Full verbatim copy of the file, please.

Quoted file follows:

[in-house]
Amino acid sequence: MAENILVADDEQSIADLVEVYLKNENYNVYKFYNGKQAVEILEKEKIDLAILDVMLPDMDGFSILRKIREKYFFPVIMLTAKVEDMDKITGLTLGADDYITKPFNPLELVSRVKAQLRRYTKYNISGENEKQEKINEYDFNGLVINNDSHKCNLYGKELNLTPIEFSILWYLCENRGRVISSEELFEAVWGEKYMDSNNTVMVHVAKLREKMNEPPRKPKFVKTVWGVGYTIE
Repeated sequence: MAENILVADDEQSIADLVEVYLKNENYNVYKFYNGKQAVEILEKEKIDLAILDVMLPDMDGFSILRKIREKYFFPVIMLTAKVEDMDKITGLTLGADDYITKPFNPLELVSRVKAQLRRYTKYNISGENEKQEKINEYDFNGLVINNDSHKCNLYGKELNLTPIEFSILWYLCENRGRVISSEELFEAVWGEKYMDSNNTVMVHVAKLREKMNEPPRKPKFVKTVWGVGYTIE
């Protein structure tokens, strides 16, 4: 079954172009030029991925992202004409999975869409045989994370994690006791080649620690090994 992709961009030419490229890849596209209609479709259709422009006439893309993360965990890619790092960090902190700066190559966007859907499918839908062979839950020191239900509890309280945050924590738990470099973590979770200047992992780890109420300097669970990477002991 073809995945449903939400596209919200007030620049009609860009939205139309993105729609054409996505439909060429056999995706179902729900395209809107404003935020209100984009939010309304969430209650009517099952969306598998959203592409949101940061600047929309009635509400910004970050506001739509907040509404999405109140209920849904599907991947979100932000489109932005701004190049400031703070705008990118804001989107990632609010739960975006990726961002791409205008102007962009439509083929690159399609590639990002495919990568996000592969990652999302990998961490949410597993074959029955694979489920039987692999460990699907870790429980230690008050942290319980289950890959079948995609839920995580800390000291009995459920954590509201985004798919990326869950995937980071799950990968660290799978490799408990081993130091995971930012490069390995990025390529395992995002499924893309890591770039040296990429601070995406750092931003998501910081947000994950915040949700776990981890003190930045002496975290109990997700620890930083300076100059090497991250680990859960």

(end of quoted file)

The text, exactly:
[in-house]
Amino acid sequence: MAENILVADDEQSIADLVEVYLKNENYNVYKFYNGKQAVEILEKEKIDLAILDVMLPDMDGFSILRKIREKYFFPVIMLTAKVEDMDKITGLTLGADDYITKPFNPLELVSRVKAQLRRYTKYNISGENEKQEKINEYDFNGLVINNDSHKCNLYGKELNLTPIEFSILWYLCENRGRVISSEELFEAVWGEKYMDSNNTVMVHVAKLREKMNEPPRKPKFVKTVWGVGYTIE
Repeated sequence: MAENILVADDEQSIADLVEVYLKNENYNVYKFYNGKQAVEILEKEKIDLAILDVMLPDMDGFSILRKIREKYFFPVIMLTAKVEDMDKITGLTLGADDYITKPFNPLELVSRVKAQLRRYTKYNISGENEKQEKINEYDFNGLVINNDSHKCNLYGKELNLTPIEFSILWYLCENRGRVISSEELFEAVWGEKYMDSNNTVMVHVAKLREKMNEPPRKPKFVKTVWGVGYTIE
């Protein structure tokens, strides 16, 4: 079954172009030029991925992202004409999975869409045989994370994690006791080649620690090994 992709961009030419490229890849596209209609479709259709422009006439893309993360965990890619790092960090902190700066190559966007859907499918839908062979839950020191239900509890309280945050924590738990470099973590979770200047992992780890109420300097669970990477002991 073809995945449903939400596209919200007030620049009609860009939205139309993105729609054409996505439909060429056999995706179902729900395209809107404003935020209100984009939010309304969430209650009517099952969306598998959203592409949101940061600047929309009635509400910004970050506001739509907040509404999405109140209920849904599907991947979100932000489109932005701004190049400031703070705008990118804001989107990632609010739960975006990726961002791409205008102007962009439509083929690159399609590639990002495919990568996000592969990652999302990998961490949410597993074959029955694979489920039987692999460990699907870790429980230690008050942290319980289950890959079948995609839920995580800390000291009995459920954590509201985004798919990326869950995937980071799950990968660290799978490799408990081993130091995971930012490069390995990025390529395992995002499924893309890591770039040296990429601070995406750092931003998501910081947000994950915040949700776990981890003190930045002496975290109990997700620890930083300076100059090497991250680990859960």